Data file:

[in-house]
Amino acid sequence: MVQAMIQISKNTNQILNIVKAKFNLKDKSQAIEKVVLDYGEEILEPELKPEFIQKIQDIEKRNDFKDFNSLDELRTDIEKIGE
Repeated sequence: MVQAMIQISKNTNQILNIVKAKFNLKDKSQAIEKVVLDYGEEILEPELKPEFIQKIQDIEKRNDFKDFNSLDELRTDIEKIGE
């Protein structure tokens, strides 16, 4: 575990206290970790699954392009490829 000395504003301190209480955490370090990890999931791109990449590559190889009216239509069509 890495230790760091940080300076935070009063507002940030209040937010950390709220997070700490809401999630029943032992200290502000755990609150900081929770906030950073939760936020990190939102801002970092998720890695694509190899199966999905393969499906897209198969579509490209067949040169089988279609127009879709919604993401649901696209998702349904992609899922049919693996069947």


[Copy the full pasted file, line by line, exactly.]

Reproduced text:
[in-house]
Amino acid sequence: MVQAMIQISKNTNQILNIVKAKFNLKDKSQAIEKVVLDYGEEILEPELKPEFIQKIQDIEKRNDFKDFNSLDELRTDIEKIGE
Repeated sequence: MVQAMIQISKNTNQILNIVKAKFNLKDKSQAIEKVVLDYGEEILEPELKPEFIQKIQDIEKRNDFKDFNSLDELRTDIEKIGE
């Protein structure tokens, strides 16, 4: 575990206290970790699954392009490829 000395504003301190209480955490370090990890999931791109990449590559190889009216239509069509 890495230790760091940080300076935070009063507002940030209040937010950390709220997070700490809401999630029943032992200290502000755990609150900081929770906030950073939760936020990190939102801002970092998720890695694509190899199966999905393969499906897209198969579509490209067949040169089988279609127009879709919604993401649901696209998702349904992609899922049919693996069947």